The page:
In 1994, archaeologists surveying the seafloor near Lisbon, Portugal, spied several pieces of old timber jutting out from a mash of mud and peppercorns 10 meters below the water’s surface. The site was modest in appearance and partially looted, but it contained a key find: fragments of an ancient wooden ship known as a Portuguese Indiaman, built during the Renaissance to sail what was then the longest and most dangerous commercial route in the world–from Portugal to India, the land of pepper and spice. Designed for an age of discovery, the Indiaman “was the space shuttle of its time,” says nautical archaeologist Filipe Vieira de Castro of Texas A & M University in College Station. Read more
Illustration: Shipwreck of the Minotaur, J.M.W. Turner, circa 1810, courtesy Wikimedia commons.
Unsigned and undated, inventory number 779 hangs behind thick glass in the Louvre’s brilliantly lit Salle des États. A few minutes after the stroke of nine each morning, except for Tuesdays when the museum remains closed, Parisians and tourists, art lovers and curiosity seekers begin flooding into the room. As their hushed voices blend into a steady hivelike hum, some crane for the best view; others stretch their arms urgently upward, clicking cell-phone cameras. Most, however, tilt forward, a look of rapt wonder on their faces, as they study one of humanity’s most celebrated creations: the Mona Lisa, by Leonardo da Vinci.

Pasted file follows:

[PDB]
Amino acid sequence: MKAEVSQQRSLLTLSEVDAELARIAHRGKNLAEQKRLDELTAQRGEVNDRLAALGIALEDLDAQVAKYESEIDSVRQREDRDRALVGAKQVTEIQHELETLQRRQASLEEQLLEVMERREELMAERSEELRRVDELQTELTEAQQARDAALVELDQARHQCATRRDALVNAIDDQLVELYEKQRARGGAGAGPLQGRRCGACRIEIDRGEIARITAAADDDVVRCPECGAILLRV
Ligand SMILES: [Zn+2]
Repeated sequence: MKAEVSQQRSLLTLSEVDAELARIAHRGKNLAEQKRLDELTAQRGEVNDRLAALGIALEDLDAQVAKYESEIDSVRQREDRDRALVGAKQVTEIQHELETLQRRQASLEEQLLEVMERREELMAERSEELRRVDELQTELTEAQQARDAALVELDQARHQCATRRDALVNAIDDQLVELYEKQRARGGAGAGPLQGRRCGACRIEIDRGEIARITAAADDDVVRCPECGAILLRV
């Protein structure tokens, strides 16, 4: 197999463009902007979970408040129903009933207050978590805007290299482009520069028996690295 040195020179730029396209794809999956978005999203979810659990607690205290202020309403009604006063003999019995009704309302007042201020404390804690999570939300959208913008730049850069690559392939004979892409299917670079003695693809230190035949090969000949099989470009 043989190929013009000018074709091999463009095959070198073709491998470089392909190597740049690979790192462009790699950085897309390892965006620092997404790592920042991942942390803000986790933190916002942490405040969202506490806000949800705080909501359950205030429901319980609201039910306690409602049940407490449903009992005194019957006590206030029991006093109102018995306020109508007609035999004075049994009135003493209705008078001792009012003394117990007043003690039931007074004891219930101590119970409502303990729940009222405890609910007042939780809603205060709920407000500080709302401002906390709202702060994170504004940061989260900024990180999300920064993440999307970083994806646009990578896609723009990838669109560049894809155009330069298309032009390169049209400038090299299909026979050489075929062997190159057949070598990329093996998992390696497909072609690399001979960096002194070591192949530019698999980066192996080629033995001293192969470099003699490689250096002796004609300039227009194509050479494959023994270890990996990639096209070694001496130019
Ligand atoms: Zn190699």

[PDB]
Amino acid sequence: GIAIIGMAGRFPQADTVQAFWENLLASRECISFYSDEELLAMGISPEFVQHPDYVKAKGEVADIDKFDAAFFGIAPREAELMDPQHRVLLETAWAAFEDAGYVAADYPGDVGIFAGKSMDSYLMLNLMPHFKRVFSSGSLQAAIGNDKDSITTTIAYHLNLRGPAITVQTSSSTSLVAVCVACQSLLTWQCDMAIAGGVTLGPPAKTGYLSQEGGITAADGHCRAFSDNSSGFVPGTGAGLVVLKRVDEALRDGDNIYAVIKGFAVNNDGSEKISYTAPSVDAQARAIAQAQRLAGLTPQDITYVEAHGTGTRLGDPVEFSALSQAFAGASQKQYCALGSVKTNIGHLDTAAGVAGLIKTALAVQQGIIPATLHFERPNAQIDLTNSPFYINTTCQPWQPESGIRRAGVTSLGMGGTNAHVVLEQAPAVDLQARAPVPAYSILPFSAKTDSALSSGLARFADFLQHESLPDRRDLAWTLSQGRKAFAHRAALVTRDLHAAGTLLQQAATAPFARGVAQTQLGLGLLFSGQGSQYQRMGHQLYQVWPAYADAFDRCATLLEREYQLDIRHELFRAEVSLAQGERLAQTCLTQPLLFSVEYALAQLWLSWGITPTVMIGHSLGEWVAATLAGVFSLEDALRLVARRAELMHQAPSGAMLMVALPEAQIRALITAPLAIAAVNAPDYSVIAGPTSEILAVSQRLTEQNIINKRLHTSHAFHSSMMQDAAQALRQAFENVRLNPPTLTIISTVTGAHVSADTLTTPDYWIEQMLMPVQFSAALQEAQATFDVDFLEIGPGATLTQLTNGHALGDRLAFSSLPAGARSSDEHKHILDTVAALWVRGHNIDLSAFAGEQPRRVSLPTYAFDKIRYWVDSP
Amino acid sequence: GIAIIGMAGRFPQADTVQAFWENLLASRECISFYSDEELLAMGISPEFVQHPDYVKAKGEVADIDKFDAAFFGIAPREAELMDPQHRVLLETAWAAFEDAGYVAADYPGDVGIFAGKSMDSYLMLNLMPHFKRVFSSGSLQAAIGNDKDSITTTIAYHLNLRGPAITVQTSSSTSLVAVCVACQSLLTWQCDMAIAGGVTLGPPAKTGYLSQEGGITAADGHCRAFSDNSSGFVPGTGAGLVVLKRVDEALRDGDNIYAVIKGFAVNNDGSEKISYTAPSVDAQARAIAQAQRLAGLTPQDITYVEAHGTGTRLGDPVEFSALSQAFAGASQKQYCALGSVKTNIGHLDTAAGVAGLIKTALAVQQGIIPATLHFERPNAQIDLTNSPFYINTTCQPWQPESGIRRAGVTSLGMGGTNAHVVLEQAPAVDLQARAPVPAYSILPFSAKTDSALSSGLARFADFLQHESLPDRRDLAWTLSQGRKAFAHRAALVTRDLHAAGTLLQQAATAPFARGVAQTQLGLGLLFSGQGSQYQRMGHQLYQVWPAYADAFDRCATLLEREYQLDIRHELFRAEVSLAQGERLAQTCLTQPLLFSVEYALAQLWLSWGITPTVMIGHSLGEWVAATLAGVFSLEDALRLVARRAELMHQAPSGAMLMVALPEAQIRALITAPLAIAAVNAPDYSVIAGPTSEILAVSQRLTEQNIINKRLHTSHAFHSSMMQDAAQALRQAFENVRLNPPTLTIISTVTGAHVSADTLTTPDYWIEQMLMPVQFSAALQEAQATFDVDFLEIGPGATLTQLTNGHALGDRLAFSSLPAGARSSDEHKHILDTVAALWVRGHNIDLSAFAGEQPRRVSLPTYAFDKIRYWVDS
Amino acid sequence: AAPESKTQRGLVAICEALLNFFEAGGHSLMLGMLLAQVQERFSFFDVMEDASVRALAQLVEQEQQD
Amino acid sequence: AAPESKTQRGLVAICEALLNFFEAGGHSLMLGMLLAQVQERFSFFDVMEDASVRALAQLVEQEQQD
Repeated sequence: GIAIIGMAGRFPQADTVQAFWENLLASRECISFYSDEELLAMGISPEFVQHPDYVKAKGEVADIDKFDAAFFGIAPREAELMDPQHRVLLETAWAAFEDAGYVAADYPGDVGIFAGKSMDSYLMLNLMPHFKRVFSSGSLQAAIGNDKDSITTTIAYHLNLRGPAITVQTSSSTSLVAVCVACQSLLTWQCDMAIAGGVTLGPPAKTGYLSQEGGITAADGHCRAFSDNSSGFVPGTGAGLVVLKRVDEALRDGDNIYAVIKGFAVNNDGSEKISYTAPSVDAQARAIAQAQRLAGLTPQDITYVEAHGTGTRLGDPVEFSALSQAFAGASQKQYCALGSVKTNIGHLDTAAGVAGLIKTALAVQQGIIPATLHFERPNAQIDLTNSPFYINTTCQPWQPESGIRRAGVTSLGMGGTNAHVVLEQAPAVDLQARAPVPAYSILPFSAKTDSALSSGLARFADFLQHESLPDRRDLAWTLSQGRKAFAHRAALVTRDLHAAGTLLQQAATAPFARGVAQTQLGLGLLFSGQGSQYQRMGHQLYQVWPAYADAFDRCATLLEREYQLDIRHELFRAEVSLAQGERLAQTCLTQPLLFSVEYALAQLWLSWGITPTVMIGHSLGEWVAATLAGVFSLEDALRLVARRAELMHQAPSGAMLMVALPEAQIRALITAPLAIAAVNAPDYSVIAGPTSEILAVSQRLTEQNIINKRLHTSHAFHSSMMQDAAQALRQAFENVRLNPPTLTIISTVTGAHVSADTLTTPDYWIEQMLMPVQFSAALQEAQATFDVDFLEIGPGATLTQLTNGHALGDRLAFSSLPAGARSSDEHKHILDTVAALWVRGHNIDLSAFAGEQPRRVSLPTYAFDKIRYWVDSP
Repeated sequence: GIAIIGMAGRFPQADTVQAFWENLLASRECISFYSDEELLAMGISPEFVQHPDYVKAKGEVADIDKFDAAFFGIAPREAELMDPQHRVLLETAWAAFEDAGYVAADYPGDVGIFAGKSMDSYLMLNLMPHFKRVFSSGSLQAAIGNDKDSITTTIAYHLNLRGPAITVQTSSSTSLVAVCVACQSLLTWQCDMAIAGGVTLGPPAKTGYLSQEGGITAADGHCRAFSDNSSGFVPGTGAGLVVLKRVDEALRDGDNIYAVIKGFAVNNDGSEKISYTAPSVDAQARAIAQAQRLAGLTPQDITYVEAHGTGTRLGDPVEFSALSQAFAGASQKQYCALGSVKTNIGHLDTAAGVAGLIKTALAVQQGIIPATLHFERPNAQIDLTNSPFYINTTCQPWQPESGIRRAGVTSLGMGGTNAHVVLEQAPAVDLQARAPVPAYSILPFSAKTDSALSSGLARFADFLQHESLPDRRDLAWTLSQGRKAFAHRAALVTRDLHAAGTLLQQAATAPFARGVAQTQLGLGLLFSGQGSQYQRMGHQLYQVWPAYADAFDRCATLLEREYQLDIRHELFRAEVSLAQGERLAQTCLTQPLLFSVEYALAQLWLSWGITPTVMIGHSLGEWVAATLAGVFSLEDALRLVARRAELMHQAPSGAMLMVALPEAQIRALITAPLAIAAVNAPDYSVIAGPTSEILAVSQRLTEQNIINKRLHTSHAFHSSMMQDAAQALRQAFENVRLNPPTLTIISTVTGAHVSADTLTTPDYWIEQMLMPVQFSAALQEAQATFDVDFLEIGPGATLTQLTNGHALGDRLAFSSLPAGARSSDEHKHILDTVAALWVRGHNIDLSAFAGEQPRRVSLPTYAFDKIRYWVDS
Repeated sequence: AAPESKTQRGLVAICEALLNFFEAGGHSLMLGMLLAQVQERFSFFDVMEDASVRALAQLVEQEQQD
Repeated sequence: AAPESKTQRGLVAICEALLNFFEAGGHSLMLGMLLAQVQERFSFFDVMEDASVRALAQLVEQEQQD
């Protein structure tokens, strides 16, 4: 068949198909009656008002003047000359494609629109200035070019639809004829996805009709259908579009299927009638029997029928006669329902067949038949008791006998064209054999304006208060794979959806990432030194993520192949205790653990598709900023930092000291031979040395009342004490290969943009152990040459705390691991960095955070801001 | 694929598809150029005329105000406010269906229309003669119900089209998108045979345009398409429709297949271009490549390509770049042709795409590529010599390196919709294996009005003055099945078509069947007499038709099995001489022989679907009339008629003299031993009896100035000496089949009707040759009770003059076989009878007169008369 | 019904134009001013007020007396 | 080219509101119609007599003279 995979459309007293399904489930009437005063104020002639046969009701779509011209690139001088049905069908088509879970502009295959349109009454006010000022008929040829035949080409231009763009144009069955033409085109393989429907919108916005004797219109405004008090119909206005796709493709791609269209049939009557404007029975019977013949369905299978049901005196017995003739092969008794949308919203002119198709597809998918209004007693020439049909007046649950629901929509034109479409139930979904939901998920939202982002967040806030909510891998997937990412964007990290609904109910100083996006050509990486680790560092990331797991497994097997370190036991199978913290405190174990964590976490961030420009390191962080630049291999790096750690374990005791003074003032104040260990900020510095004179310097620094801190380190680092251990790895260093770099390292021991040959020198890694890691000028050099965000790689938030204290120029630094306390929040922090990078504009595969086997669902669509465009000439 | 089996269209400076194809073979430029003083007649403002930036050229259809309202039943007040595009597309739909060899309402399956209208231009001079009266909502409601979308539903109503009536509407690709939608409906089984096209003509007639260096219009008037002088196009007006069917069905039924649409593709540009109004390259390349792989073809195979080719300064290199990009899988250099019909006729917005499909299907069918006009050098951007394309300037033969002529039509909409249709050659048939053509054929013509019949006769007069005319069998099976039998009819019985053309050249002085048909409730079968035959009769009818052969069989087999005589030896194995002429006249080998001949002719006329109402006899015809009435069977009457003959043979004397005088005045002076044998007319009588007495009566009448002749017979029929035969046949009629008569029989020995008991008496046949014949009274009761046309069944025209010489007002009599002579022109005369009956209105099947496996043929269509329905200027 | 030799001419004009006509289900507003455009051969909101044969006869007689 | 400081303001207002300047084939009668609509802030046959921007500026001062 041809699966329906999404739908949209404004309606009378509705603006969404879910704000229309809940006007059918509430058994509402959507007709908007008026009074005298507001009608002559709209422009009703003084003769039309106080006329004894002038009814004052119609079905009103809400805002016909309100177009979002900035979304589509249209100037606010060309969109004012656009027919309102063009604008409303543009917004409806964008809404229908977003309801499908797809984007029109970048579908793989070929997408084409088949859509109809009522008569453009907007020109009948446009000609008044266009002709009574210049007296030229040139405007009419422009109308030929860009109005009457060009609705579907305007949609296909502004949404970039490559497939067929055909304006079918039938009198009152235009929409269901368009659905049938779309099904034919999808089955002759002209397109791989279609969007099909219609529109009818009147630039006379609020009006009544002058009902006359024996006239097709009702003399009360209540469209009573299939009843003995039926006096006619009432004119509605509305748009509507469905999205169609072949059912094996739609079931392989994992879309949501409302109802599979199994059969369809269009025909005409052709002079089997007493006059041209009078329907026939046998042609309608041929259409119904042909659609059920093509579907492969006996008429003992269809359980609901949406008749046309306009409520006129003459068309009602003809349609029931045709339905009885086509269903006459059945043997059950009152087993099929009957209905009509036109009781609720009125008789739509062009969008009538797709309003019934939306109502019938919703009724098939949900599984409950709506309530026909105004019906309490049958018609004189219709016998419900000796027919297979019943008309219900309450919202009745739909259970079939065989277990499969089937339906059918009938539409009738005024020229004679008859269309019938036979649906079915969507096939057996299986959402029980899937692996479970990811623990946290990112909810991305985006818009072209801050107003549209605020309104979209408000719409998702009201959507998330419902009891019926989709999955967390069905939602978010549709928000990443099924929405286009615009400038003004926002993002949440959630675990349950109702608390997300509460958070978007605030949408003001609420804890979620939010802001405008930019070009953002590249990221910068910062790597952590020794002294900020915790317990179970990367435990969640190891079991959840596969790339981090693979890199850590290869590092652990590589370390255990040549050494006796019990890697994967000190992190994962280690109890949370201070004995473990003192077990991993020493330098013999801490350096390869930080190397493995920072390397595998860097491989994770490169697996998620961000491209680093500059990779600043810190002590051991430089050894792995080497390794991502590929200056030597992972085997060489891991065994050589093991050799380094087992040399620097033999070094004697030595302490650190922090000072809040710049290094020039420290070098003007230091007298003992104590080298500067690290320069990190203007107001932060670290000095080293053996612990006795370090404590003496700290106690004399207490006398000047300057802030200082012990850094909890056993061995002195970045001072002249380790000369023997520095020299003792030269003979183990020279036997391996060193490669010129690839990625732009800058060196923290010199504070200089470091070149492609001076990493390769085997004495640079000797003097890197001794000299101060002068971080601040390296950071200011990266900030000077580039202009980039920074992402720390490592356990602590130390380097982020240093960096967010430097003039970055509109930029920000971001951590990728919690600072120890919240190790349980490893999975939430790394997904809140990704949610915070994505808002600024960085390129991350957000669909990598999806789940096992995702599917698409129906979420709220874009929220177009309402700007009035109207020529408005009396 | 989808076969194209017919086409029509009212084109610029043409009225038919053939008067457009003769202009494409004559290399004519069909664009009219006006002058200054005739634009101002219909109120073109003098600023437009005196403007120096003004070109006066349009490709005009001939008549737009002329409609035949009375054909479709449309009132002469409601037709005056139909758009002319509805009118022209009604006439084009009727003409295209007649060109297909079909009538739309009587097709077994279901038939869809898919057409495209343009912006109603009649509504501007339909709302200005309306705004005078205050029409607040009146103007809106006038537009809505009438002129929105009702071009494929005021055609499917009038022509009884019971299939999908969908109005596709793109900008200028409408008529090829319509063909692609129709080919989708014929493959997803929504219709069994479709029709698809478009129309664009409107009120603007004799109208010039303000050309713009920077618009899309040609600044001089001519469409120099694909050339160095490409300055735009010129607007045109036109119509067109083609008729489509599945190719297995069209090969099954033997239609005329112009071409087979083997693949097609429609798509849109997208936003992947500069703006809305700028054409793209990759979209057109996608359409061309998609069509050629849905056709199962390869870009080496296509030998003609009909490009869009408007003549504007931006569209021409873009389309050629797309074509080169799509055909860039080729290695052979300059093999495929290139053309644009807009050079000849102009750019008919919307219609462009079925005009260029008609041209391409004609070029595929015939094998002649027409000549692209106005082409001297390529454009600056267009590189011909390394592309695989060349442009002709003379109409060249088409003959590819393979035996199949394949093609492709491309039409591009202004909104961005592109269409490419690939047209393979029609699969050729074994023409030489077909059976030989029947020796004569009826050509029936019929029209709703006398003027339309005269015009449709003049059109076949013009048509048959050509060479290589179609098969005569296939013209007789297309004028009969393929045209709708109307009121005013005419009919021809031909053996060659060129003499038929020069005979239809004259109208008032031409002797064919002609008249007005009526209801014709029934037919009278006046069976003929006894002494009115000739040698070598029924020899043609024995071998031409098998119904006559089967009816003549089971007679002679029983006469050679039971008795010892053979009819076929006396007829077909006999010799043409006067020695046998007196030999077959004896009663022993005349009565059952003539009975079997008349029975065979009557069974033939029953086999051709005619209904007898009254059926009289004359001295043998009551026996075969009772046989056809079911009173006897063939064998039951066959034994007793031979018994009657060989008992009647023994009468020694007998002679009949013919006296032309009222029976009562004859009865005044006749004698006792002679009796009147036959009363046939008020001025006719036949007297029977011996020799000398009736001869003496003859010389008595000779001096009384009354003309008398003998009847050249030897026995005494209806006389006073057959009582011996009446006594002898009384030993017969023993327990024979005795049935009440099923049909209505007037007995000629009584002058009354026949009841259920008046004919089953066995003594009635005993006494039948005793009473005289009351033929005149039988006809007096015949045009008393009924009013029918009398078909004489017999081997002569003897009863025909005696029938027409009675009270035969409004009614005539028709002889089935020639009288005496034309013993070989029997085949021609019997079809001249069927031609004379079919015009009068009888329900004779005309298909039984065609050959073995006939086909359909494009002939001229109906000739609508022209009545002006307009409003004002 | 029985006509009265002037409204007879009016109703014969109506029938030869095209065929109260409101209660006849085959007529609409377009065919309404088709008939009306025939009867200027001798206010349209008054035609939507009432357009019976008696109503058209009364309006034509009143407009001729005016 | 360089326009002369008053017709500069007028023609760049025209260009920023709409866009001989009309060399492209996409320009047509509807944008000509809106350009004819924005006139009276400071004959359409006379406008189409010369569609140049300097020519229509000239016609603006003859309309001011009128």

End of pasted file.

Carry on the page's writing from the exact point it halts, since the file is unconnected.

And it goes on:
Photo of engraved ochre from Blombos Cave, courtesy Wikimedia Commons and Christopher Henshilwood.
Virgin Galactic describes astronauts as “the world’s most exclusive club.” I know this because I recently downloaded the company’s brochure, and spent many happy minutes fantasizing about what it would be like to lay down $200,000 and take out a membership. Virgin Galactic, as I’m sure you’ve heard, is the space tourism company dreamt up by Sir Richard Branson, the former record-store owner who has racked up such a vast personal fortune that he is now ranked the fourth wealthiest person in the UK. Branson wants spaceflight to be a pleasant, zenlike experience—rather like a supersonic spa.
Banished are the days of adrenalin-infused terror when NASA strapped husky young farm boys to the back of faulty rockets. The Virgin Galactic journey begins in serenity in the New Mexico desert, in a spaceport designed by the architectural firm of Foster + Partners (the name says it all). Read More.
This story begins in darkness—darkness both literal and metaphorical. On a dripping wet day in 1952, an archaeologist stood in a small dank corridor deep inside a pyramid known as Temple of the Inscriptions, in the old Maya city of Palenque. In the shadows ahead, a massive triangular stone door blocked his way. For four field seasons, Alberto Ruz Lhuillier and his Maya crew had cleared tons of rubble and fill from steep steps leading down inside the pyramid. The archaeologist had no idea where the steps would take them, only a persistent thought that it could be somewhere important.
The crew struggled another two days with the door, finally shifting it enough for a man to squeeze sideways past. As Ruz moved beyond it, he shone a flashlight into the void. “It was a moment,” he later wrote, “of indescribable emotion.” Read more.
Photo: Temple of the Inscriptions, Palenque by tato grasso